France's beating heart
By Michael Roberts
Marcel Carné made this film under the watchful eye of the occupying Germans, who controlled the French film industry, such as it was, in 1942. Dr Albert Grevin, installed as the head of Continental Films by Joseph Goebbels to control the suitability of projects, proceeded to run the French industry like a Hollywood mogul, controlling all aspects of production from script to final cut. Greven bluffed Carné into signing a contract with Continental, and Carné then set up in the southern 'freezone', under the aegis of the Vichy government. Jaques Prevert, Carné's frequent collaborator, wrote a script based on a 15th Century legend of the Devil sending two envoys to earth to spread havoc and despair, and Carné had an elaborate set built. Resources were scarce but he scratched around for appropriately elegant costumes to fit the period, and even though he had to borrow the horses and paint the food with a toxic dye to prevent the extra's from eating it, he managed to provide a lush and elegant backdrop to a medieval fantasy.
Two riders, envoy's of Satan himself, Gilles (Alain Cuny) and Dominique (Arletty) approach a castle, dressed as minstrels. They arrive and speak to an Executioner, who takes a shine to them, possibly sensing them to be agents of death, like him. The castle is busy with a feast to celebrate the engagement of the Baron's daughter Anne (Marie Déa) to Renaud (Marcel Herrand). Gilles plays a tender love ballad, Anne is immediately smitten by the charming minstrel, a contrast to her brutish and war loving fiancé, and jealousy rears it's ugly head. Dominique turns her attention to both the Baron (Fernand Ledox) and Renaud, eventually having them duel each other for her affections. All is going to plan but Gilles falls in love with Anne and the Devil (Jules Berry) intervenes to set things back on course.
Prevert's tale and Carné's realisation of it are amongst the most blindly romantic visions of love ever committed to celluloid. After the contemporary fatalism of masterpieces like 'Port of Shadows' and 'Le Jour se lève', the setting provides a level of detachment and perspective, but also an affirmation of the universality of love and of it's enduring characteristics. Arletty plays the temptress superbly, adding a layer of ambivalence and edge, utterly bewitching and wicked. Apparently, a scene where she watched and laughed as the Baron went to his death was deleted from the final version, more's the pity. Berry hams up his Devil shamelessly, but the effect is comic and appropriate, as he impishly weaves his evil thread. The film however belongs to the lovers, and Alain Cuny and Marie Déa both render wonderful characterisations, tender and heartfelt, the premise hangs on the fact their love is stronger than death, and they pull it off magnificently.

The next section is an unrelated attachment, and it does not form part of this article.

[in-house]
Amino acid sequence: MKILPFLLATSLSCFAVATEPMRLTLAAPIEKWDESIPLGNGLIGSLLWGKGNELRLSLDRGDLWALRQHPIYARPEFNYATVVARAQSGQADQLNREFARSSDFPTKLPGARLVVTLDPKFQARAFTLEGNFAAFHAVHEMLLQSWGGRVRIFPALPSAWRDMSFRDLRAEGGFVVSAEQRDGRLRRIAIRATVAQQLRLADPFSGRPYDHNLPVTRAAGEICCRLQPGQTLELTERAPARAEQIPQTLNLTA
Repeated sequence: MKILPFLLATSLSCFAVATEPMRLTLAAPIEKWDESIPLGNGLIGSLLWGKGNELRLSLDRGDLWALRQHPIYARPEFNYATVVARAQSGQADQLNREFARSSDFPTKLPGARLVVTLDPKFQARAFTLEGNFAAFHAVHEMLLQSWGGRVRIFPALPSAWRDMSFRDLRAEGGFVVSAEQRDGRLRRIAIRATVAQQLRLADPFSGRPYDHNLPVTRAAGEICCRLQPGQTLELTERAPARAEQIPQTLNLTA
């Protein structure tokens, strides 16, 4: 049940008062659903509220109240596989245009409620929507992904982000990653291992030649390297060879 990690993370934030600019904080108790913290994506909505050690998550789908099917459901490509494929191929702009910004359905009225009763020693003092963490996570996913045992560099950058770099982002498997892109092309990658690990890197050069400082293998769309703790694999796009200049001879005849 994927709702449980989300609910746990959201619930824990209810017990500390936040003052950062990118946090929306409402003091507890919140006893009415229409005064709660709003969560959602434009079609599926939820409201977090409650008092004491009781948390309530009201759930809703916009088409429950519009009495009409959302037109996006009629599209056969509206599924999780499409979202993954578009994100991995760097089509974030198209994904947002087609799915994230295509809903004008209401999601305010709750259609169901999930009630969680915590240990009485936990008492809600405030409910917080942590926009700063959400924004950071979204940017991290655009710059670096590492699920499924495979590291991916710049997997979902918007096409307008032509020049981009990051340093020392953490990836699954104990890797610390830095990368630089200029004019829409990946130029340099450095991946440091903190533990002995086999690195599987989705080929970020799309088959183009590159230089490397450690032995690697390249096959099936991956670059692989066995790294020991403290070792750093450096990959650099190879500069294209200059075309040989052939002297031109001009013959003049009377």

Carné chose to steer away from conflict with Greven and any controversy with the regime by finding a romantic story removed from contemporary issues. Goebbels had famously declared Carné's 'Port of Shadows' "decadent", so he was on the Nazi's radar. Prevert focuses on the triumph of love in the face of all the odds, even in the face of the Devil himself, which led to the film being read as an allegorical response to the occupation. Audiences mostly saw Jules Berry's Devil as a version of Hitler, and his thwarted ambitions regarding the lovers as proof France would eventually triumph, but Carné himself said this was not their intention. That said, whatever subliminal forces that were at work with Prevert and Carné that set them to choose the subject of a battle against evil set loose in the world, it leaves the interpretation as some level of 'resistance' metaphor as valid.
Another factor of the occupation was the banning of allied films, so France effectively had to fill the vacuum created by not having Hollywood and British films on local screens. The evidence is that the French industry mimicked some of the tendencies that were usually associated with Hollywood productions, and given the circumstances a retreat to fantasy and escapism was not only understandable, it was probably beneficial. Carné had the added difficulty of 'hiding' the work of some his usual key crew members because they were Jewish, including composer Joseph Kosma and set designer Alexandre Trauner. The Nazi's siezed any cinema's that were owned by Jews and forbade them to work in the industry, and Prevert famously told Greven his plans for world cinematic domination would fail, "because you don't have the Jews".
Marcel Carné enjoyed a huge success with 'The Devil's Envoys', a salve for a war weary pubic who flocked to see the 'beating heart' of France in huge numbers. Carné's confidence that good cinema could still be made under the occupation led to him and Prevert creating their undisputed masterpiece, 'Les Enfants Du Paradis', one of the sublime achievements of world cinema, and something for Dr Greven to envy.